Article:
In different states, the battle with regional opposition parties was also intense. Modi made unexpected personal attacks on Odisha Chief Minister and Biju Janata Dal head Naveen Patnaik and Maharashtra’s Nationalist Congress Party (Sharadchandra Pawar) chief Sharad Pawar.   

Modi alleged that the Congress’ electoral manifesto had the imprints of the Muslim League, the pre-independence outfit led by Mohammad Ali Jinnah that fought for India’s partition and paved the creation of Pakistan. It never existed in independent India. Modi also alleged that the Congress manifesto had ultra-Left Maoist influence. 


Curiously, Modi even blamed Congress for striking a secret deal with Adani and Ambani industrial groups that are perceived to enjoy a good rapport with Modi himself. He kept referring to Congress leader Rahul Gandhi as shehzada, the Urdu word for a prince.

The campaign in the national capital of Delhi heated up after Delhi Chief Minister Arvind Kejriwal of the Aam Aadmi Party (AAP), who came out of jail on a temporary bail for the election campaign, told his supporters that other opposition chief ministers like West Bengal’s Mamata Banerjee and Kerala’s Pinarayi Vijayan would also land in jail if Modi returns to power.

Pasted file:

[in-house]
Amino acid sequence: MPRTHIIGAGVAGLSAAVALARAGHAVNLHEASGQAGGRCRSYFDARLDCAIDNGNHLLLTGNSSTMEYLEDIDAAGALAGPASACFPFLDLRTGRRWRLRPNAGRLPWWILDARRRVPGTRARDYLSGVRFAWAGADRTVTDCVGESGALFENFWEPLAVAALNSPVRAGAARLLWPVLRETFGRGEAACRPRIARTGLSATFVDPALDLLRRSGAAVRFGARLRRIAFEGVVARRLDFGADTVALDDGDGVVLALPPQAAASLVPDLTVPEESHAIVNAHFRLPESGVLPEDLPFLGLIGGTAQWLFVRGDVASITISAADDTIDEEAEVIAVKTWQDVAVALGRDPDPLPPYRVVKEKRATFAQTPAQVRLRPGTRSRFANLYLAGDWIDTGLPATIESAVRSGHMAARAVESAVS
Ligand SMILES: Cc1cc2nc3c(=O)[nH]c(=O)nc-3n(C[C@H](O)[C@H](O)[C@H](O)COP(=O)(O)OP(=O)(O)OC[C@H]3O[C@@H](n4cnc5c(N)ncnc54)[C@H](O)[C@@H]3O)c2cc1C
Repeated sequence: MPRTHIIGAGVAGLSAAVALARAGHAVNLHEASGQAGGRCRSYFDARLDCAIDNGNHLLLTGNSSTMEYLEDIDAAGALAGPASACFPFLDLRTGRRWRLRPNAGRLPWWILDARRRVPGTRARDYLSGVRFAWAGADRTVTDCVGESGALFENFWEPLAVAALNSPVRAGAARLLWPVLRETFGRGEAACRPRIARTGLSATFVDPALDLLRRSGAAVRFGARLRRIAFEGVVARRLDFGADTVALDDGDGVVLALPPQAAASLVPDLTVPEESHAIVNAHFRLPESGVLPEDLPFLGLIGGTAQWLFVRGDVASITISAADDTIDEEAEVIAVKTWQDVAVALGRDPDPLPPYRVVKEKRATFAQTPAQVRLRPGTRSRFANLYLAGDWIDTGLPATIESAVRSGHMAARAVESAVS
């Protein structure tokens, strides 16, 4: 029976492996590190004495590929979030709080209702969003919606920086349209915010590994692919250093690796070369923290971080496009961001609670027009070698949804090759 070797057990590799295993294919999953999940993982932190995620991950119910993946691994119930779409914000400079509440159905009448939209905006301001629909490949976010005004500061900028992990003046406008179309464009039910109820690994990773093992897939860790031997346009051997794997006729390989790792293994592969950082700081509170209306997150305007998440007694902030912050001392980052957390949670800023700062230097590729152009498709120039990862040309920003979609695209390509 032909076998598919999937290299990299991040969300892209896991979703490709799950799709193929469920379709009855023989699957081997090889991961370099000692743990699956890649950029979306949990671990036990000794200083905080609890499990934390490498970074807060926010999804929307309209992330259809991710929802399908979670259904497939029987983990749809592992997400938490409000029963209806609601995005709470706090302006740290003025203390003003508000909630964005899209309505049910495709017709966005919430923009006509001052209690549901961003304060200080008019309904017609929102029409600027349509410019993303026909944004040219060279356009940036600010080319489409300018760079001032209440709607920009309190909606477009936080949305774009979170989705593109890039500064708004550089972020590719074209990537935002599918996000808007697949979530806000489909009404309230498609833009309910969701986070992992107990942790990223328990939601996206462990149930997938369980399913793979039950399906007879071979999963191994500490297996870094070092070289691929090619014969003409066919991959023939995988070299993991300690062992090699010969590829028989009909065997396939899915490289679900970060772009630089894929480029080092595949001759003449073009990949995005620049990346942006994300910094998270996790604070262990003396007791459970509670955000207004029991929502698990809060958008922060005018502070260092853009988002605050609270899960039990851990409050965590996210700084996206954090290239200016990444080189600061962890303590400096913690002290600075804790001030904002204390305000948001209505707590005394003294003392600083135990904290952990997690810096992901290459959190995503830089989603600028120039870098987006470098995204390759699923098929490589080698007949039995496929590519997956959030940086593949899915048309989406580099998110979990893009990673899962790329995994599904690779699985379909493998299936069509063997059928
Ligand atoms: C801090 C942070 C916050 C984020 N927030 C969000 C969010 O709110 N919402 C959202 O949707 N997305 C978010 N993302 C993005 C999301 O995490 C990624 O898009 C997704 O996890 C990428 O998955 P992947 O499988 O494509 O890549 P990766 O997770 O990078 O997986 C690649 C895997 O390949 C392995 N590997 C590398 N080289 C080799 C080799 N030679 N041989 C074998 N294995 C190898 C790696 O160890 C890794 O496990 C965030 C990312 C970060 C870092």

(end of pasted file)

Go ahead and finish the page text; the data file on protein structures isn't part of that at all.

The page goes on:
The election period also saw opposition parties and civil society personalities expressing repeated doubts about the neutrality of the Election Commission of India, alleging that they were acting in favour of the ruling dispensation. 

The commission’s delay in releasing voter turnout figures and revision of turnouts triggered controversies and the Commission was dragged to the court. The Commission also faced criticism for not acting against Modi for his alleged “hate speeches”. However, the judiciary preferred not to interfere in the Commission’s domain. The Commission criticised the Congress for casting aspersions on its credibility.

The Mood 

The election puzzled psephologists for a range of reasons. First, the absence of a wave makes the contest in each constituency dependent on its specific equations – localised voter satisfaction or anger – making the outcomes in many seats more uncertain. In 2014 and 2019, the Modi wave had made up for the BJP’s local weaknesses. 


At the grassroots level, issues changed from constituency to constituency, depending on the incumbent's performance, caste and religious questions, the public impression of contesting candidates and the performance of the state government and local administration.

Second, the election has been marked by low voter turnout, which adds to the uncertainty. It could mean complacency among ruling party voters or lack of motivation among opposition voters. Both could be a product of the same perception that whatever happens, Ayega to Modi Hi (Modi’s going to return to power anyway).